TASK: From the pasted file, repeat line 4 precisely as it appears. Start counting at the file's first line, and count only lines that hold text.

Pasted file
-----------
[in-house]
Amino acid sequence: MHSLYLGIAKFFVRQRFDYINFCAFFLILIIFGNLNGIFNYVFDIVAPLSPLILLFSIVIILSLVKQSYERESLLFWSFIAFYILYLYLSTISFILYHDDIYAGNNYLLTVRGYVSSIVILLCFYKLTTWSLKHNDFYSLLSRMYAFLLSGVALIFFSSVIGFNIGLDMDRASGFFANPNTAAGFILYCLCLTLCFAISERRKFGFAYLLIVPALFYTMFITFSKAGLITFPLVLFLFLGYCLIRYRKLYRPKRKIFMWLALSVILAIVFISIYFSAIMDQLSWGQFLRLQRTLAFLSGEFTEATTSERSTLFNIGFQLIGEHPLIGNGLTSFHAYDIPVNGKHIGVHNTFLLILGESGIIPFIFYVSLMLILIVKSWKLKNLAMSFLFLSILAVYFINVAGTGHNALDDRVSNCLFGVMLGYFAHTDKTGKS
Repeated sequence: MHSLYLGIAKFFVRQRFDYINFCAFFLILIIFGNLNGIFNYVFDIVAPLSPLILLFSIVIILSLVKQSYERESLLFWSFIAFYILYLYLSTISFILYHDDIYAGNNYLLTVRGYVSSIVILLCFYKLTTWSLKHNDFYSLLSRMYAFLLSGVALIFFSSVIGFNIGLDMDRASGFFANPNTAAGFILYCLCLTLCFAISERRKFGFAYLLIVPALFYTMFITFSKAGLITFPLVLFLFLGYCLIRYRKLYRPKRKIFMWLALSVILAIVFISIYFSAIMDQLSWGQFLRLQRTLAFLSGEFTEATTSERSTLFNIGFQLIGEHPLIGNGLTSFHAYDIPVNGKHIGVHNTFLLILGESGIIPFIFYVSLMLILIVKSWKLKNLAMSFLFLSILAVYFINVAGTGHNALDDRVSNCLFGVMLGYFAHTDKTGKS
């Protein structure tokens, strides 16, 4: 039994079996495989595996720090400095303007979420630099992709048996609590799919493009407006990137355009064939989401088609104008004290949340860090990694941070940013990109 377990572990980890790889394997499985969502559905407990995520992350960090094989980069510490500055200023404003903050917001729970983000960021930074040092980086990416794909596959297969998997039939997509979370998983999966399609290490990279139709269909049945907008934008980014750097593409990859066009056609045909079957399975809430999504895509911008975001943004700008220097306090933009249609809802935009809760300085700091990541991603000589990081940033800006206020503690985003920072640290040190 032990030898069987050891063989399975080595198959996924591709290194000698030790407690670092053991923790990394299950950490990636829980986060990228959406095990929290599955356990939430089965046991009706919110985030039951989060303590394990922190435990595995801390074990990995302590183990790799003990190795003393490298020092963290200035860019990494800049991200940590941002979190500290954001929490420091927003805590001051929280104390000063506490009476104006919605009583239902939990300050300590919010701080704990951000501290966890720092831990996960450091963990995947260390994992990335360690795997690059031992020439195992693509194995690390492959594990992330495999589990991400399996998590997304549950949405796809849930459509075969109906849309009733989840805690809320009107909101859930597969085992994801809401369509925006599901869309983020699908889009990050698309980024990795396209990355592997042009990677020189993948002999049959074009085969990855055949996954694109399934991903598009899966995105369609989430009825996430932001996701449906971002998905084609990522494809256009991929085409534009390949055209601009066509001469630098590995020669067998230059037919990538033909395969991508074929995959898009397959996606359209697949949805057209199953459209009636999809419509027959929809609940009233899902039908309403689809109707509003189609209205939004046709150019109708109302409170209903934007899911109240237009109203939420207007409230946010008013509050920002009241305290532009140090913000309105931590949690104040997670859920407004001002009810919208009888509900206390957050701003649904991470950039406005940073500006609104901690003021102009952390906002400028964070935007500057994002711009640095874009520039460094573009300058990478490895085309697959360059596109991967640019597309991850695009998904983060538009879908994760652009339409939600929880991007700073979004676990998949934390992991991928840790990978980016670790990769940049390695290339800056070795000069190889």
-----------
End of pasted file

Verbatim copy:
């Protein structure tokens, strides 16, 4: 039994079996495989595996720090400095303007979420630099992709048996609590799919493009407006990137355009064939989401088609104008004290949340860090990694941070940013990109 377990572990980890790889394997499985969502559905407990995520992350960090094989980069510490500055200023404003903050917001729970983000960021930074040092980086990416794909596959297969998997039939997509979370998983999966399609290490990279139709269909049945907008934008980014750097593409990859066009056609045909079957399975809430999504895509911008975001943004700008220097306090933009249609809802935009809760300085700091990541991603000589990081940033800006206020503690985003920072640290040190 032990030898069987050891063989399975080595198959996924591709290194000698030790407690670092053991923790990394299950950490990636829980986060990228959406095990929290599955356990939430089965046991009706919110985030039951989060303590394990922190435990595995801390074990990995302590183990790799003990190795003393490298020092963290200035860019990494800049991200940590941002979190500290954001929490420091927003805590001051929280104390000063506490009476104006919605009583239902939990300050300590919010701080704990951000501290966890720092831990996960450091963990995947260390994992990335360690795997690059031992020439195992693509194995690390492959594990992330495999589990991400399996998590997304549950949405796809849930459509075969109906849309009733989840805690809320009107909101859930597969085992994801809401369509925006599901869309983020699908889009990050698309980024990795396209990355592997042009990677020189993948002999049959074009085969990855055949996954694109399934991903598009899966995105369609989430009825996430932001996701449906971002998905084609990522494809256009991929085409534009390949055209601009066509001469630098590995020669067998230059037919990538033909395969991508074929995959898009397959996606359209697949949805057209199953459209009636999809419509027959929809609940009233899902039908309403689809109707509003189609209205939004046709150019109708109302409170209903934007899911109240237009109203939420207007409230946010008013509050920002009241305290532009140090913000309105931590949690104040997670859920407004001002009810919208009888509900206390957050701003649904991470950039406005940073500006609104901690003021102009952390906002400028964070935007500057994002711009640095874009520039460094573009300058990478490895085309697959360059596109991967640019597309991850695009998904983060538009879908994760652009339409939600929880991007700073979004676990998949934390992991991928840790990978980016670790990769940049390695290339800056070795000069190889």